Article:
These days, a news report just isn’t a news report without three or four men bowing in front of reporters over some misdemeanor.

Executives from Fujiya, Nikko Cordial, Dai-Nippon Printing and any company that makes those cheap water heaters hanging over your sink have all done it. Last week even the Meteorological Agency apologized for miscalculating the start of the cherry blossom season.

Japan places a premium on the public apology, though some say the reflexive nature of the gesture might prompt doubts about its sincerity. Take enka singer Shinichi Mori, who tried to apologize to lyricist Kohan Kawauchi several weeks ago. Kawauchi effectively rejected the apology by refusing to meet with Mori face-to-face. The incident caused a sensation because of Mori’s position within the world of Japanese popular music and his reputation as a prima donna, but it also pointed to the PR importance of at least making a show of contrition even if no one believes you really feel sorry.

The problem that led to the scandal arose last New Year’s Eve, when Mori performed “Ofukuro-san (Mother)” on NHK’s annual song contest, “Kohaku Uta Gassen.” Kawauchi, who wrote the words, was taken aback. Mori had added a semispoken introduction to the song that he felt contradicted the spirit of his lyrics.

In February, Kawauchi contacted Mori’s management and arranged a meeting with the singer to voice his objection. According to the 87-year-old writer, he was lead to believe that Mori agreed to the meeting, but on the day it was scheduled Mori canceled at the last minute. Kawauchi was furious.

When reporters later asked Mori about Kawauchi’s reaction, the singer became defensive. “I’ve been singing that introduction for 30 years,” he told them. “Maybe it sounds impolite, but I think of ‘Ofukuro-san’ as my song.” The next day he realized how impolite he really did sound and tried to visit Kawauchi at a hotel he was staying at in Tokyo, but the lyricist wouldn’t see him. A week later, Mori tried again by making an impromptu visit to Kawauchi’s home in Aomori Prefecture, and again he was rebuffed. Back at the train station he told an army of reporters that he tried his best to apologize but Kawauchi just wouldn’t let him.

Kawauchi called Mori’s attempts “cheap theater.” How dare he just show up at my door without an appointment! There is a certain protocol for this sort of thing and Mori has revealed his base insincerity by not following it.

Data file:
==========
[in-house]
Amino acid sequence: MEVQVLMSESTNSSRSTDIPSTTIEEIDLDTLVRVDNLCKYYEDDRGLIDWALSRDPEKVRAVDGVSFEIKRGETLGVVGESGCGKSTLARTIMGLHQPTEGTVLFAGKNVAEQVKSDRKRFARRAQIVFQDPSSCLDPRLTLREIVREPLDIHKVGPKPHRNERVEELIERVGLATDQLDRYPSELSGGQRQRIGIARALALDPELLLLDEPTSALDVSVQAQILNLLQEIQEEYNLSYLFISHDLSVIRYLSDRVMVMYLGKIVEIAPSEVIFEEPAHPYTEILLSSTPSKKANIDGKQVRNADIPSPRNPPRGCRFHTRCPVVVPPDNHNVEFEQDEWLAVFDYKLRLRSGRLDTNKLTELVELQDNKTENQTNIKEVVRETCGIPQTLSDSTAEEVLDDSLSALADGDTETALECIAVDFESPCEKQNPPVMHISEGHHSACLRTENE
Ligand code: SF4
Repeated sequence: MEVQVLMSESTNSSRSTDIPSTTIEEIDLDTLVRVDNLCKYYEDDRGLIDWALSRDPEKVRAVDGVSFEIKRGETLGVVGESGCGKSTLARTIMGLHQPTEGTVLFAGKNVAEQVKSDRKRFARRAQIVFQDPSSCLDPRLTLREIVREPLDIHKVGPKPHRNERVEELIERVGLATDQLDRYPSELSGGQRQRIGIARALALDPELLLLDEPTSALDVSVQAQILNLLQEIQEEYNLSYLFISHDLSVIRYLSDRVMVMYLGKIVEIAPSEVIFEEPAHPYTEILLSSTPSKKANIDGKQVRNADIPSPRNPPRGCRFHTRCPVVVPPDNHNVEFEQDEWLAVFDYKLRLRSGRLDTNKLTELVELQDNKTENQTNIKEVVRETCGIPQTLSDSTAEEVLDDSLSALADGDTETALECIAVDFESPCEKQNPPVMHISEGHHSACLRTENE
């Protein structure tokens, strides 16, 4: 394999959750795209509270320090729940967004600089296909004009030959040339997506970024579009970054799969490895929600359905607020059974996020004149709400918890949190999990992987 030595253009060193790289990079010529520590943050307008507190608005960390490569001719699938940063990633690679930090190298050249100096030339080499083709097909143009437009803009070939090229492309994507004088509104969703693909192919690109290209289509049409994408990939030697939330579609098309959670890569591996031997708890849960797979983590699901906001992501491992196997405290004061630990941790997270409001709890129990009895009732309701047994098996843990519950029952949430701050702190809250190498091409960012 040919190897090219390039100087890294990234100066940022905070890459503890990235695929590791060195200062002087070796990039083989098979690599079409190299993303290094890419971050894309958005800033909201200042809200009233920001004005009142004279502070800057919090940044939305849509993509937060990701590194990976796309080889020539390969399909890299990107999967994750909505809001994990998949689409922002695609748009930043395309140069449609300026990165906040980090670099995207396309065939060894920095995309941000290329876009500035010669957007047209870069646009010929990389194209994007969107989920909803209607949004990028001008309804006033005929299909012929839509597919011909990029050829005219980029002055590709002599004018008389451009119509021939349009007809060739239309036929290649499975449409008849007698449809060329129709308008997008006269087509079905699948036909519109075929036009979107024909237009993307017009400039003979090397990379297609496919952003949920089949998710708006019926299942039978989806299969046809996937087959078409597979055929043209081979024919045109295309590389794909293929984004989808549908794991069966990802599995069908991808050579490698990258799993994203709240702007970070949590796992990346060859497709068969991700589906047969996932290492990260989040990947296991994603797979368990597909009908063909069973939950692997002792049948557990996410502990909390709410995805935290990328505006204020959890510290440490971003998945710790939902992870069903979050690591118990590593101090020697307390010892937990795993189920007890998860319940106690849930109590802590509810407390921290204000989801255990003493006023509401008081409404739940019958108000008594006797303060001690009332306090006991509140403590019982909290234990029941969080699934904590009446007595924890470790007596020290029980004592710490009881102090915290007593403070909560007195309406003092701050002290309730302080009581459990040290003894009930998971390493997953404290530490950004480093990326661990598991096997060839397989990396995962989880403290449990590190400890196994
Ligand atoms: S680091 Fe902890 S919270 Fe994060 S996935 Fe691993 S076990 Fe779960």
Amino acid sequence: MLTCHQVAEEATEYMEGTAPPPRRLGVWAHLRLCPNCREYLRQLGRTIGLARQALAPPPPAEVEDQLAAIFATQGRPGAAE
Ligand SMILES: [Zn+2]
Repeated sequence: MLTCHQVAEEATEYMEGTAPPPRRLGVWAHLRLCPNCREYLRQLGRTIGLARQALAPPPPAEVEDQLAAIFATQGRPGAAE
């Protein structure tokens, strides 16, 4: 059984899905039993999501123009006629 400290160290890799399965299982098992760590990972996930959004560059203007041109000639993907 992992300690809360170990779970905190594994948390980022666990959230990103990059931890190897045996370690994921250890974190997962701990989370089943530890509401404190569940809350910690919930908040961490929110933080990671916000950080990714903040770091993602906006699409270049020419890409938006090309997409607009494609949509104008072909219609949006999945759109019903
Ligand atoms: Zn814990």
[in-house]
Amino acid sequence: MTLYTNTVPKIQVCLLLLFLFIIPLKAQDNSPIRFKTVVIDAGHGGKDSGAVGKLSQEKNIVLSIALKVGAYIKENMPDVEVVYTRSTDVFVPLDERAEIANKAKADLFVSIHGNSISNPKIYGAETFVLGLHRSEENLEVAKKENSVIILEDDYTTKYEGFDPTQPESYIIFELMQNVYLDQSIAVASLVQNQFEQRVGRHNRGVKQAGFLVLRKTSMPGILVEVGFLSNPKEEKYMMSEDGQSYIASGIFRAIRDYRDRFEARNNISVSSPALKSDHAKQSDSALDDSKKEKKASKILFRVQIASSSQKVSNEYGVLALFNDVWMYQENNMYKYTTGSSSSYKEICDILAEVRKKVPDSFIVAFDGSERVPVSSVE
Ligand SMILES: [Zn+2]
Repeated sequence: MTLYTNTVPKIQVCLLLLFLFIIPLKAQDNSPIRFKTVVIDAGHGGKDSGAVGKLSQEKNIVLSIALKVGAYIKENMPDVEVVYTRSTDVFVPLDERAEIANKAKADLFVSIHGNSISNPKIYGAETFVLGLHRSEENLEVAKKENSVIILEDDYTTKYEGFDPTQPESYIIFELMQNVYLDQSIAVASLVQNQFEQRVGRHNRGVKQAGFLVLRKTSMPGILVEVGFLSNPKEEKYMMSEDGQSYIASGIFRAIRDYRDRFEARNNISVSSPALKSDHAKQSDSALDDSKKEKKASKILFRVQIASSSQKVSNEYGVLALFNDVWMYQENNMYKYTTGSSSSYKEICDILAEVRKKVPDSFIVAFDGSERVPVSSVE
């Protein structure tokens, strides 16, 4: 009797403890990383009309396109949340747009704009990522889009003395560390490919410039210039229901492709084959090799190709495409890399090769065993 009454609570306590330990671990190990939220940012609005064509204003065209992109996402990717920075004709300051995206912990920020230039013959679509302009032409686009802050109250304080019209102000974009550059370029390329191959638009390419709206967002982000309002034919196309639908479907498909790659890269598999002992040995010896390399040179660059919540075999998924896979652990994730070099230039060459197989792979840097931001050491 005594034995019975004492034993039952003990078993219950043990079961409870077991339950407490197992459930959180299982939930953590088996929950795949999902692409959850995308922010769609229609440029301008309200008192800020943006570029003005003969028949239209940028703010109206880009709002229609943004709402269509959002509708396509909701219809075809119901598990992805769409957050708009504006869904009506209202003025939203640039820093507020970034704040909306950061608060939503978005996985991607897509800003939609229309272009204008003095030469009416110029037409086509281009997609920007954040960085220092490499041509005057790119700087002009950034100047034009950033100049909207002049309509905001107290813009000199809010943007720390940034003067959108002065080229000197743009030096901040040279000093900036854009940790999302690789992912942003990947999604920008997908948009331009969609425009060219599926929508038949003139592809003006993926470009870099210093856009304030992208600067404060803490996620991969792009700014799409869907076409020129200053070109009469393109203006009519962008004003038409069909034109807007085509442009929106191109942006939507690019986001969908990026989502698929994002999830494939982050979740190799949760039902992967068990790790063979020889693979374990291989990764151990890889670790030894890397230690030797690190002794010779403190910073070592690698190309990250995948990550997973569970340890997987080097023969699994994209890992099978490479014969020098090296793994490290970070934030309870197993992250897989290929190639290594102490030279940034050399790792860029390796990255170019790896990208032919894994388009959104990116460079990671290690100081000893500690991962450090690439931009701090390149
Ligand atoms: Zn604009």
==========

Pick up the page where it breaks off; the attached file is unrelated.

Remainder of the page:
The press, of course, was delighted with the way things had developed, having already grown bored with the flap over health minister Hakuo Yanagisawa’s “baby-making machine” apology. As long as neither man budged, the story could play itself out indefinitely: the petulant enka star vs. the imperious elder artist.

It was a standoff that could only have happened in the insulated world of enka. The 59-year-old Mori belongs to that generation of singers who debuted when enka was just emerging as a distinct genre within the larger category of kayokyoku (popular music). Before the ascendance of rock-inspired Group Sounds in the ’60s and the “new music” pop-folk boom of the ’70s, what we now call “enka” was the stylistic norm for most indigenous Japanese pop.

The term codified an overwrought style of singing and lyrical content that was always sentimental and often maudlin. It appealed to people who had come of age either during the war or right after; people who knew hardship and liked nothing better than for a singer to identify with that hardship, no matter how hackneyed the story or how melodramatic the delivery. In fact, the more melodramatic the better. People who don’t appreciate enka say it all sounds the same, but that’s the point. Distinctive melodies or arrangements distract from the performance, during which the singer demonstrates his command of histrionics. Mori is a master of this. He cries genuine tears throughout his concerts. In a sense, he’s right: Every song he sings, he makes his own.

Mori attained superstardom young and much of his popularity sprang from the knowledge that he grew up dirt poor. Kawauchi, who at the time was famous for having written a popular TV series, wrote “Ofukuro-san,” as well as lyrics for other songs, specifically for Mori. Enka singers do not write their own material. As in most traditional arts, they apprentice to sensei (teachers) who are usually songwriters. Kawauchi was Mori’s sensei and defended the singer in a 1972 scandal in which Mori was rumored to have fathered an illegitimate child. Mori had crawled through the dirt to achieve success, Kawauchi wrote in a famous essay for a women’s magazine, and now envious people wanted to pull him back down.

A lot can happen in 30 years and the press has speculated that what really bugs Kawauchi is that Mori has essentially ignored him all this time. He has even threatened to sue his former apprentice for changing his song, and the Japanese Society for Rights of Authors , Composers and Publishers (JASRAC) has said that he can do just that. Writers of musical compositions or lyrics can withhold permission from anyone to perform their work, though they usually don’t since doing so would reduce their income. At his age, Kawauchi has less interest in making money than in preserving what’s left of his legacy — and getting back at those who he feels have dissed him. Maybe he doesn’t even want an apology.

JASRAC says that Mori can perform the song if he removes the introduction, which, interestingly, was written by yet another lyricist. Like a defiant 10-year-old, the singer has said he will no longer perform “Ofukuro-san,” or any of the other Kawauchi lyrics in his repertoire, much to the disappointment of his fans. They like it when he sobs on cue during the climax, even if he is insincere.